Federal regulators from the Occupational Safety and Health Administration (OSHA) found that three Amazon warehouse facilities had violated legislation designed to require employers to provide safe working environments. Investigations found that Amazon workers are at high risk for back injuries and other musculoskeletal disorders (MSDs), especially in warehouse environments that prioritize speed over safety.
"While Amazon has developed impressive systems to make sure its customers' orders are shipped efficiently and quickly, the company has failed to show the same level of commitment to protecting the safety and well-being of its workers," said Doug Parker, an assistant secretary at OSHA.
Amazon must pay a $60,269 fine for the violations at warehouses in Deltona, Florida; Waukegan, Illinois; and New Windsor, New York. As part of the same investigation, OSHA found in December that six Amazon warehouse facilities had failed to record and report worker injuries and illnesses. There are three similar, ongoing investigations at Amazon facilities in Colorado, Idaho and New York.
OSHA's findings show an ongoing pattern of employee injuries, including stuck-by injuries while handling objects over 50 pounds. An example report from July reads, "crushing/smashing; face; furniture (61 lbs)." Another reads, "strain/sprain; lower leg; fitness equipment (148 lbs.)" The Florida warehouse was also cited for being too hot, which can potentially cause heat-related illness.
Amazon has on-site clinics called Amcare for employees who may suffer injuries on the job, but OSHA claims that these facilities can be prohibitive to workers receiving adequate medical care. Amazon employees told investigators that the Amcare clinic in Deltona, Florida, required injured workers to wait three weeks after an injury before they could be referred to a physician. OSHA also found that if an employee suffered head trauma and dizziness, they were not immediately referred to a physician.
A spokesperson from Amazon told TechCrunch that the company denies OSHA's claims.
“We take the safety and health of our employees very seriously, and we strongly disagree with these allegations and intend to appeal," Kelly Nantel, an Amazon spokesperson, said in a statement. "We’ve cooperated fully, and the government’s allegations don’t reflect the reality of safety at our sites. Over the last several months we’ve demonstrated the extent to which we work every day to mitigate risk and protect our people, and our publicly available data show we’ve reduced injury rates nearly 15% between 2019 and 2021."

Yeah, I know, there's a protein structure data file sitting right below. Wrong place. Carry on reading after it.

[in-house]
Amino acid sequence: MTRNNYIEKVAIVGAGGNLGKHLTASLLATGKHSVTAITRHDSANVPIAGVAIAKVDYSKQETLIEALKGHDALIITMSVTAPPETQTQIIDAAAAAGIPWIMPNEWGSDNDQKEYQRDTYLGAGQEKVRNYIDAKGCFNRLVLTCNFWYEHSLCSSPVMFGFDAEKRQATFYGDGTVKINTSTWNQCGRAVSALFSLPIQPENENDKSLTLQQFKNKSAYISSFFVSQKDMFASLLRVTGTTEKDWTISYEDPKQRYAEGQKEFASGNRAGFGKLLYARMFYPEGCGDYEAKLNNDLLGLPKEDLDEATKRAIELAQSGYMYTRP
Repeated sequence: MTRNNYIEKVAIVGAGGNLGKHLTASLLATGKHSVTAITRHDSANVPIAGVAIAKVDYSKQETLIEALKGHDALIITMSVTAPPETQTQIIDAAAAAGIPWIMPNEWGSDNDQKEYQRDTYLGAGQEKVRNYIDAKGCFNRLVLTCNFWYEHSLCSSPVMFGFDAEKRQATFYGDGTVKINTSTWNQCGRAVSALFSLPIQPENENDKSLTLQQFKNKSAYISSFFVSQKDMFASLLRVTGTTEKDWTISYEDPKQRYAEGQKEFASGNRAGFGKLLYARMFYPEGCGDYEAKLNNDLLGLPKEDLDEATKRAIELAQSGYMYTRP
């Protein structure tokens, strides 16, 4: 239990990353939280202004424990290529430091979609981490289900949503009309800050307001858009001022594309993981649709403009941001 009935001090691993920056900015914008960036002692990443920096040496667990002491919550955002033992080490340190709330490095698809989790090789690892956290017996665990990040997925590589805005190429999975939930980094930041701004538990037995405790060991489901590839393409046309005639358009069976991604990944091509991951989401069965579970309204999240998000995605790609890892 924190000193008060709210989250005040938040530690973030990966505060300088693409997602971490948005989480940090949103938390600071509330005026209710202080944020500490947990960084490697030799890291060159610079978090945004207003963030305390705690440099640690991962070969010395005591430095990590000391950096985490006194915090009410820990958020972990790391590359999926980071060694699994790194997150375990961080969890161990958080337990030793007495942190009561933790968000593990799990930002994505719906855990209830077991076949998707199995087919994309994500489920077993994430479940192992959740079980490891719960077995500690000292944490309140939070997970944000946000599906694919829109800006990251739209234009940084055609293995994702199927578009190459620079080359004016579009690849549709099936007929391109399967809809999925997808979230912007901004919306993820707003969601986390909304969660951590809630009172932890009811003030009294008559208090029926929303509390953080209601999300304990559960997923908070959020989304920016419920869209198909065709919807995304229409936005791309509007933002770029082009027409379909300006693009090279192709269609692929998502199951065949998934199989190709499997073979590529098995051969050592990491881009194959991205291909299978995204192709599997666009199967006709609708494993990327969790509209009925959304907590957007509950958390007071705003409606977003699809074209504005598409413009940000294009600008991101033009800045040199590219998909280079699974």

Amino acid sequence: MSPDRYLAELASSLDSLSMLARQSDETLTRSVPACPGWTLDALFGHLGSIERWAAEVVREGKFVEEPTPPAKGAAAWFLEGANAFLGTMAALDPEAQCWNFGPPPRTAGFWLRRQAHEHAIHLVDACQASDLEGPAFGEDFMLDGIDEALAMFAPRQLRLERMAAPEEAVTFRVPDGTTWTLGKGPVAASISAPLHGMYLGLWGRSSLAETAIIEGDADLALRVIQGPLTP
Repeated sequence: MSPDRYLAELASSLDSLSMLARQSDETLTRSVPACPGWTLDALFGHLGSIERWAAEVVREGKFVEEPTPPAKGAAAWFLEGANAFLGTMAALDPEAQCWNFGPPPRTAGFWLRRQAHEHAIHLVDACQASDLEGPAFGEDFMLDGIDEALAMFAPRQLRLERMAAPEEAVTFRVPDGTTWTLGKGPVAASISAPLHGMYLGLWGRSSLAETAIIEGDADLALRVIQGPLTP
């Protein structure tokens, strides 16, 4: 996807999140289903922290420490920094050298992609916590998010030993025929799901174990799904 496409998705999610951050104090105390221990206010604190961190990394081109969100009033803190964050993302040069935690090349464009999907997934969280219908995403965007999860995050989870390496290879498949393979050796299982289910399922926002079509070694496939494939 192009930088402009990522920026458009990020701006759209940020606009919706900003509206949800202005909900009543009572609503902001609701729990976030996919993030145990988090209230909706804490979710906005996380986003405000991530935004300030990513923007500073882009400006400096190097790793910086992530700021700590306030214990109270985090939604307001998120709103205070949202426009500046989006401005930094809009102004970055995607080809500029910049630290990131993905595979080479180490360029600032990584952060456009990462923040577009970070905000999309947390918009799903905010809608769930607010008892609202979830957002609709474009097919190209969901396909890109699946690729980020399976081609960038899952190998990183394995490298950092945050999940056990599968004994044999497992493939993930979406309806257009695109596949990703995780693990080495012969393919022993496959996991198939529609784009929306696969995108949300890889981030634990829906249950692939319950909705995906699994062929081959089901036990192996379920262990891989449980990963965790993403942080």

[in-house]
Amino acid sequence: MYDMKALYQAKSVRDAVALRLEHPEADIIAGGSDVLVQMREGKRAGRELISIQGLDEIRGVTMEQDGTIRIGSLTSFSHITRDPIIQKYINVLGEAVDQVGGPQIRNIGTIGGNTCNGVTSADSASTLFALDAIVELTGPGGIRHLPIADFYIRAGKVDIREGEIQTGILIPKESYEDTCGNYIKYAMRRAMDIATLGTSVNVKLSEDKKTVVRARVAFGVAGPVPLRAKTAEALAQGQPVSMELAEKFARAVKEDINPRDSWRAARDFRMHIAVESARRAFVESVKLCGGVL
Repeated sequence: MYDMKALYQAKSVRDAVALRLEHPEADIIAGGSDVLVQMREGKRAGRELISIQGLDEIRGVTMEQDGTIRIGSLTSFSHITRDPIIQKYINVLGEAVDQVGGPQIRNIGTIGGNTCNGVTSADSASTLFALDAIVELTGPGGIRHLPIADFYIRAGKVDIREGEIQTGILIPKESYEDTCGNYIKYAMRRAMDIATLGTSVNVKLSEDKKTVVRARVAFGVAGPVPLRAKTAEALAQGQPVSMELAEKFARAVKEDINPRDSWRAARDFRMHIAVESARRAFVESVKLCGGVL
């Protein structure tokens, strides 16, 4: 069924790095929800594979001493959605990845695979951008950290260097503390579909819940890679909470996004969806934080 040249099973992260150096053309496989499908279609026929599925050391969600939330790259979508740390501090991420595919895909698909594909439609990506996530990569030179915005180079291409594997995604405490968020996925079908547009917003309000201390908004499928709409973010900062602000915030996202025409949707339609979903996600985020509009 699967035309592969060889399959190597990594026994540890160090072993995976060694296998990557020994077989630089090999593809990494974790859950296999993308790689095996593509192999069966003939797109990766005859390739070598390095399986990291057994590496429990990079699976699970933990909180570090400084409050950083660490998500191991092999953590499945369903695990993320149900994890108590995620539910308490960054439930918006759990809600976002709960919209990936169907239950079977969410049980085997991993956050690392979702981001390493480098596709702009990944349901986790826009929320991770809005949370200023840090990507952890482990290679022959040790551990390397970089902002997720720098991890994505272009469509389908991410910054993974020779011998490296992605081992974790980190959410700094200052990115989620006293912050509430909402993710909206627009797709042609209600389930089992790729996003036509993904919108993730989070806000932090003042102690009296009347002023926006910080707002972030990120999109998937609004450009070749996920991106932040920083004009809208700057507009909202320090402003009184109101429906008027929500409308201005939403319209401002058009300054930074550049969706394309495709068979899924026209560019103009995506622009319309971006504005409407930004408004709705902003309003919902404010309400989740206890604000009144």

Amazon said that the federal government does not offer specific ergonomics guidance to employers, so the company has invested in engineering innovations that can reduce the need for workers to bend, twist and reach in ways that can cause injury. Warehouse workers also take part in stretching groups called "huddles."
"The vast majority of our employees tell us they feel our workplace is safe," Nantel said. "We look forward to sharing more during our appeal about the numerous safety innovations, process improvements, and investments we’re making to further reduce injuries. We know there will always be ways for us to improve even further, and we will -- we’ll never stop working to be safer for our employees.”
Federal regulators have found trouble in Amazon's warehouses for years, where workers typically work physically demanding shifts of ten hours with minimal breaks. According to data from the Washington State Department of Labor, the rate of strains and sprains per 10,000 employees are four times higher at Amazon than they are at other warehouses. And in 2019, OSHA found the same issue with Amcare facilities that it's reporting now: Amcare staff are treating employees on-site, rather than referring them to other doctors when necessary.